Neal Morse has a way of writing about faith in an ambiguous enough style so that you can’t write his music off as mere religious propaganda. Of course, it helps a lot that the music is prog of the finest caliber. The absolute pinnacle track on the album is “Seemingly Sincere,” which modulates by turns like the atmospheric PINK FLOYD classics and the iconic DEEP PURPLE power-ballads, before bursting into a frenzied Moog solo. Even at its most preachy, the album steers clear from the pure gospel realms. The least impressive track – for a justified sinner like me – turned out to be the song singing the most straightforward praise to God, “The Glory of the Lord.” On the other hand, the song is quite an AOR-tinted ballad anyway, and I can’t say I’m particularly fond of those, no matter what the lyrics sing about. Mr. Morse could be singing about riding a bike for all I care.
I must confess that I’m a bit of an idiot when it comes to music: I do not pay that much attention to the lyrics. Impressive lyrics are a nice bonus, but they couldn’t possibly save an otherwise crappy song. With Neal Morse‘s new album, there is no need to fear that the musical substance would let you down. All the fundamental tenets of the progressive rock brethren are conveniently omnipresent on the album – such as the prominent instrumentalism in the solos and the oddball riffing in songs such as “Sola Intermezzo,” “Overture,” and “Warmer than the Sunshine.” Maybe the album comes with a few too many ballady songs, but fortunately, most of them are executed in the style of PINK FLOYD, with Morse channeling the spirit of David Gilmour rather nicely on the guitar, especially on the track, “Never Change.“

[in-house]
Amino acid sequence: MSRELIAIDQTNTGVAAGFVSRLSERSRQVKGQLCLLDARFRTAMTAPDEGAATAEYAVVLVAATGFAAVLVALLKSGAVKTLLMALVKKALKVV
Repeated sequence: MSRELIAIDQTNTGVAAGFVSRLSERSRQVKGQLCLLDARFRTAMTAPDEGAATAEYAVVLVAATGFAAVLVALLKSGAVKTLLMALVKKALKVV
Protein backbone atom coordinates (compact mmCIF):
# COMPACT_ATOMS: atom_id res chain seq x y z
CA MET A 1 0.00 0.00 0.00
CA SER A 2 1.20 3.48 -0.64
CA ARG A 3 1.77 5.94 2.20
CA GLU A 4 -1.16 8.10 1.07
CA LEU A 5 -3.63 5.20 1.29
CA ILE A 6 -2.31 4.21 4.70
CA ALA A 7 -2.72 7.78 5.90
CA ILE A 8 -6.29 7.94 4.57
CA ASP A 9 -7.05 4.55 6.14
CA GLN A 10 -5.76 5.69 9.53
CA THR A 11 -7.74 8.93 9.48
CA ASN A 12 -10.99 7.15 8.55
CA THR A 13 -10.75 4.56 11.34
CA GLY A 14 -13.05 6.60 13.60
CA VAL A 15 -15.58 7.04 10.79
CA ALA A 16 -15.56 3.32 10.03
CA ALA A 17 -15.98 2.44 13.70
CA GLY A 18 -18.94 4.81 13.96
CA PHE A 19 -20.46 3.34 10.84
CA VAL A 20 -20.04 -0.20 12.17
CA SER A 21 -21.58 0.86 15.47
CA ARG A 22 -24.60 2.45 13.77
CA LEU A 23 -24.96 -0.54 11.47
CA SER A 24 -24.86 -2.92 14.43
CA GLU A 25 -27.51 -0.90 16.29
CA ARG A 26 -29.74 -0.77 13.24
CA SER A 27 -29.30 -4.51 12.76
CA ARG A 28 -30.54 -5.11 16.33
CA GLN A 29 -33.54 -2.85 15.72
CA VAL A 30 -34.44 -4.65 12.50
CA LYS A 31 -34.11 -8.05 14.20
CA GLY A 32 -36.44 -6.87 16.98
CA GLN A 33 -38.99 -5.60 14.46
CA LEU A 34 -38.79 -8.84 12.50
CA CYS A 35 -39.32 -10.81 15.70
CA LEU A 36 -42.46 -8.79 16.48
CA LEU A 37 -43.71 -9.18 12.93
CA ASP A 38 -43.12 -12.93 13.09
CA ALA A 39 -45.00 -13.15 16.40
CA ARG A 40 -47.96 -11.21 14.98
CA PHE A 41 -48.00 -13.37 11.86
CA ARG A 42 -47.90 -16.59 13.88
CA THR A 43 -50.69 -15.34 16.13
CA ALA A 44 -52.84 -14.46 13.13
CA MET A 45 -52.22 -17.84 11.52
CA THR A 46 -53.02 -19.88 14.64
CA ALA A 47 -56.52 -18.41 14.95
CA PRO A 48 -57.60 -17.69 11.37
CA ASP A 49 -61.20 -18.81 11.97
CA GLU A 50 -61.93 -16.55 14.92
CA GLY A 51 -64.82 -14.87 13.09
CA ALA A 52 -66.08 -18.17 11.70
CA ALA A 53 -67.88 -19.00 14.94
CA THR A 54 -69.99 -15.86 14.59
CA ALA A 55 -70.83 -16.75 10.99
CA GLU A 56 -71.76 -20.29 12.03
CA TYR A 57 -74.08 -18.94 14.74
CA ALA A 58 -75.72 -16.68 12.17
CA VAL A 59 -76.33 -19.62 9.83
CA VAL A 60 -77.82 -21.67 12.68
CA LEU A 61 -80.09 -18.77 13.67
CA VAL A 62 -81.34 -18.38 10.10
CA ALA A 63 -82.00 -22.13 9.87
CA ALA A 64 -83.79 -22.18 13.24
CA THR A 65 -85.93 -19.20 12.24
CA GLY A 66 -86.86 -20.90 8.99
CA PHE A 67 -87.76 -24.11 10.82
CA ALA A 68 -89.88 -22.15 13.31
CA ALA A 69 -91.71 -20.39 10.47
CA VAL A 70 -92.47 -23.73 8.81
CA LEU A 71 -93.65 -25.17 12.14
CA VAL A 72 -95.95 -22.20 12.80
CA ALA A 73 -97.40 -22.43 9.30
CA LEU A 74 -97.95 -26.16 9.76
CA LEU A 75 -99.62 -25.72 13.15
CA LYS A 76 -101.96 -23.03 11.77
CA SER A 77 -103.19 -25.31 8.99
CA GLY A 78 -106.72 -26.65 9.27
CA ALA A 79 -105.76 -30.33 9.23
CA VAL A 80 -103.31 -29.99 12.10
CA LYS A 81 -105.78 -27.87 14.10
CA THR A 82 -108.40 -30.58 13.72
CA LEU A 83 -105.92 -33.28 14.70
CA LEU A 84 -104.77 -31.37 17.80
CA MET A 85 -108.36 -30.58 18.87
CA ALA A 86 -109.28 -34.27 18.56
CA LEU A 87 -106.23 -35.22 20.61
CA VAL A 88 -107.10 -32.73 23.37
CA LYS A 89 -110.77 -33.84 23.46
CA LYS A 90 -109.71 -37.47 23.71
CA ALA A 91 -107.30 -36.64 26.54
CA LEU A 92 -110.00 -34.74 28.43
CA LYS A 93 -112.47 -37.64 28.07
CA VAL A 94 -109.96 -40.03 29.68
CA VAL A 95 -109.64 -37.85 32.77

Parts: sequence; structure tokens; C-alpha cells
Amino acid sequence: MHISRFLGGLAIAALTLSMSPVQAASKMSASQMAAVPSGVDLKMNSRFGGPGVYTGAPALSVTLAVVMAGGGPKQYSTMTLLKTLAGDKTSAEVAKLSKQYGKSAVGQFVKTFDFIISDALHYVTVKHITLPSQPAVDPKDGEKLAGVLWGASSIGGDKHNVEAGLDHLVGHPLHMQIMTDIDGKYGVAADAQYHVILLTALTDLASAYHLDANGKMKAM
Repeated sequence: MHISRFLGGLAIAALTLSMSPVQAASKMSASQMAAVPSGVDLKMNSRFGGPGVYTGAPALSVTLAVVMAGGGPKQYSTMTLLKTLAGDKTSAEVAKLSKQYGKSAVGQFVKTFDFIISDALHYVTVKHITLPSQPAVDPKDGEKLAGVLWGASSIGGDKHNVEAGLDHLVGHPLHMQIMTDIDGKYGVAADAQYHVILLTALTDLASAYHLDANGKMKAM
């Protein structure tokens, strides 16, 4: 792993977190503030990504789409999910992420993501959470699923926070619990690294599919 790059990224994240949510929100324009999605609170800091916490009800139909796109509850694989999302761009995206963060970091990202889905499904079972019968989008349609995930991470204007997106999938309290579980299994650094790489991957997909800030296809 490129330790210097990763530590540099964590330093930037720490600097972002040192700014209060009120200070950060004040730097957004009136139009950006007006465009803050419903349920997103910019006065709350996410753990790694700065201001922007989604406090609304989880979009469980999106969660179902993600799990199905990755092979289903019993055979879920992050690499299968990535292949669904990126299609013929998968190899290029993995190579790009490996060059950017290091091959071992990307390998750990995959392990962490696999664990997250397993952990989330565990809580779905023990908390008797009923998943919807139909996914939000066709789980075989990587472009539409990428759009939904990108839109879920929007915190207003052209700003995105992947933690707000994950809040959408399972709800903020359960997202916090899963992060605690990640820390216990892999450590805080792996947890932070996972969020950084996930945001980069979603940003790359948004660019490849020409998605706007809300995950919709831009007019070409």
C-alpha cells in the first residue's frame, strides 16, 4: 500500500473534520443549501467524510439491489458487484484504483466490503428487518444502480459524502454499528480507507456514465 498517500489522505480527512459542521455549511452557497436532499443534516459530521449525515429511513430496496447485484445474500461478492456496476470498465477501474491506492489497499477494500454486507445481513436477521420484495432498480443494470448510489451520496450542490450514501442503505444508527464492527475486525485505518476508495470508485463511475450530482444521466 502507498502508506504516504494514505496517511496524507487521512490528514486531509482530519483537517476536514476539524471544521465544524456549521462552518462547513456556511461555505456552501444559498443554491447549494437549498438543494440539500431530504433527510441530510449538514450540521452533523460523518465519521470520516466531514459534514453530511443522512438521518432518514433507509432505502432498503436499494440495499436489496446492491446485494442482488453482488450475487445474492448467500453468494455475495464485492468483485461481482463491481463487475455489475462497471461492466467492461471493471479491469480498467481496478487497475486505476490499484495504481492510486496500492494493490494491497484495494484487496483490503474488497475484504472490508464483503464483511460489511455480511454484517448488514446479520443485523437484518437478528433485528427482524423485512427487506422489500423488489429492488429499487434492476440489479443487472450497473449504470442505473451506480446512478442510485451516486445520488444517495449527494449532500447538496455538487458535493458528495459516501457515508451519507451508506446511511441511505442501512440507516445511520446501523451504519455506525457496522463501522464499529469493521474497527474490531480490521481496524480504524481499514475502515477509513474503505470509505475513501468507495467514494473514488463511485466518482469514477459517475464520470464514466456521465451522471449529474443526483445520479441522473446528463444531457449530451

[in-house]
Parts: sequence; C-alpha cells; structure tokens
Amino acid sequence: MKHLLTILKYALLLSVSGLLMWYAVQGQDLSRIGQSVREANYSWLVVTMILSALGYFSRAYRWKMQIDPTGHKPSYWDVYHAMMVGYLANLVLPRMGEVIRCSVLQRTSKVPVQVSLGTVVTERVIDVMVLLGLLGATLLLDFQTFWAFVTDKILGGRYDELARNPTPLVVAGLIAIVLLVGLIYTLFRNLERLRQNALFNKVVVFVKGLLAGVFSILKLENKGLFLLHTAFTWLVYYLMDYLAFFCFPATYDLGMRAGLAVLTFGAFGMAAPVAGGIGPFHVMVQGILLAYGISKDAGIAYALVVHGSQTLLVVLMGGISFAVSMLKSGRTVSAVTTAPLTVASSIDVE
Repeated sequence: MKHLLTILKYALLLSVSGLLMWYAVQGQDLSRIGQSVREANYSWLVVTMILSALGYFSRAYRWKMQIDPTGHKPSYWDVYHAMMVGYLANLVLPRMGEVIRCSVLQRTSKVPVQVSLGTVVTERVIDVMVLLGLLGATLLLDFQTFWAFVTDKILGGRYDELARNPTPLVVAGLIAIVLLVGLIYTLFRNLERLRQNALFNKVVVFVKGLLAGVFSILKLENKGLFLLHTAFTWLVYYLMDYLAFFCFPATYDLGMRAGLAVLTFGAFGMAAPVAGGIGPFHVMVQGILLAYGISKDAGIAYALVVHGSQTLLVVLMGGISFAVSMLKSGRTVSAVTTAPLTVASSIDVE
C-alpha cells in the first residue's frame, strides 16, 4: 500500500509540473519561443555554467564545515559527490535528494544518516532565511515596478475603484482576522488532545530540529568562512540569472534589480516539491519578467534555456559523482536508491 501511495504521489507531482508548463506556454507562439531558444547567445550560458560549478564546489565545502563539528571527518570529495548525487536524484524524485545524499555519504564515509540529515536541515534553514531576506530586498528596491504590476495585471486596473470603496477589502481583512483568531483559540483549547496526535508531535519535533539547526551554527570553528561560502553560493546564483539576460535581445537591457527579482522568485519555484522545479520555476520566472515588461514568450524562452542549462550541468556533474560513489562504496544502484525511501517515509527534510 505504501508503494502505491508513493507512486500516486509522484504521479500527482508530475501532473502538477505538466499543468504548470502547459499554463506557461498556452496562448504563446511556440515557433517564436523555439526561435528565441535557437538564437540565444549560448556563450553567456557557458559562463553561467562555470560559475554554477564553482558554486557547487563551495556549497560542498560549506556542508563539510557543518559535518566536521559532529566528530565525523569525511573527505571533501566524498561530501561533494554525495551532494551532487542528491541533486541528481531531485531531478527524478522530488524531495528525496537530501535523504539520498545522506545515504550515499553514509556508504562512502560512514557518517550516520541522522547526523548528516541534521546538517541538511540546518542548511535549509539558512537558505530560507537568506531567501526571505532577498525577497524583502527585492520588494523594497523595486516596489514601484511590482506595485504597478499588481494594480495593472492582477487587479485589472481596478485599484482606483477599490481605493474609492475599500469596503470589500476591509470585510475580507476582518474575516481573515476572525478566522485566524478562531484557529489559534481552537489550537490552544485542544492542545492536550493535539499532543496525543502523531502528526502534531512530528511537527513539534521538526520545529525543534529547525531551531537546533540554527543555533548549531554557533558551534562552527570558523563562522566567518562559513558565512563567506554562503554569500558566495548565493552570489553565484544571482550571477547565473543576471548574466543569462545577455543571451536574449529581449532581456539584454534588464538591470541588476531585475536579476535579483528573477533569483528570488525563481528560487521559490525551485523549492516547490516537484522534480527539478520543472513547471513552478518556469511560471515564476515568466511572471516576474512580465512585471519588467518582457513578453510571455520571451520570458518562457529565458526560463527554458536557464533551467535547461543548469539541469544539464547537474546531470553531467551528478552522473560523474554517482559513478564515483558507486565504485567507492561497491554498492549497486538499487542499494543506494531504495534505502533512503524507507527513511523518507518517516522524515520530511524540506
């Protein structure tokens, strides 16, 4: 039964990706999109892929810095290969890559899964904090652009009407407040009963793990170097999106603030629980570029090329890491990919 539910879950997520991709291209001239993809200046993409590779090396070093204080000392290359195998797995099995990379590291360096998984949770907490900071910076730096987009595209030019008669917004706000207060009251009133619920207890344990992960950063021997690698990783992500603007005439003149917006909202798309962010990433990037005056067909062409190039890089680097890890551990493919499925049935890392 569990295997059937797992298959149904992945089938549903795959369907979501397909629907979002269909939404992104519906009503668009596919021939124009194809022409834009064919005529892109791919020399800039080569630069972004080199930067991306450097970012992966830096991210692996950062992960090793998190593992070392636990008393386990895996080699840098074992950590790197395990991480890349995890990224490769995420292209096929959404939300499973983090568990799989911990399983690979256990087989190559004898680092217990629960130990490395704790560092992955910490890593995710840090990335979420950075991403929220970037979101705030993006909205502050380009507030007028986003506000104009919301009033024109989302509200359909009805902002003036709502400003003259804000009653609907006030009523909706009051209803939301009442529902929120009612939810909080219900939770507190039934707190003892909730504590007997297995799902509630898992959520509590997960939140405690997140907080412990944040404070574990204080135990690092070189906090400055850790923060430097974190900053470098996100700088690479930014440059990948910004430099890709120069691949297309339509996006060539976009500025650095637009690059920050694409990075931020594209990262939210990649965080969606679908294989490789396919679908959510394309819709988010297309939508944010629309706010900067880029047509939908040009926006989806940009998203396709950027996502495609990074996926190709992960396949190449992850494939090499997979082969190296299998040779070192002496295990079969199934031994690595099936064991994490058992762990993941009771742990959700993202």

At first, you might be tempted to think that a concept album based on a character from the early Christian history books would not have very much to offer in 2020 AD. At face value, it is a concept that has that particular ring of overindulgence to it, reminiscent of those few particularly horrid concept albums from the 1970s. In Neal Morse‘s defense, it must be stated that he has managed to weave the narrative of the self-conflicted protagonist going through a life-changing transformation in a rather pleasing musical attire. If my golden ears spotted a few minor blemishes, they fall into the matters-of-taste category, which is beyond dispute. For the true prog-lovers with the acquired taste for the vintage, hard rock-tinted blend of progressive rock, “Sola Gratia” will most likely prove to be an album worth buying, regardless of their view of the world.
Written by Jani Lehtinen
- In the Name of the Lord
- Ballyhoo (The Chosen Ones)
- March of the Pharisees
- Building A Wall
- Sola Intermezzo
- Warmer Than the Sunshine
- Never Change
- Seemingly Sincere
- The Light on the Road to Damascus
- The Glory of the Lord
- Now I Can See/The Great Commission
Neal Morse – vocals, guitar, keyboards
Mike Portnoy – drums
Randy George – bass
Gideon Klein – strings
Interview Phantom Elite – “It’s always good to share that feeling that none of us is alone in hard times”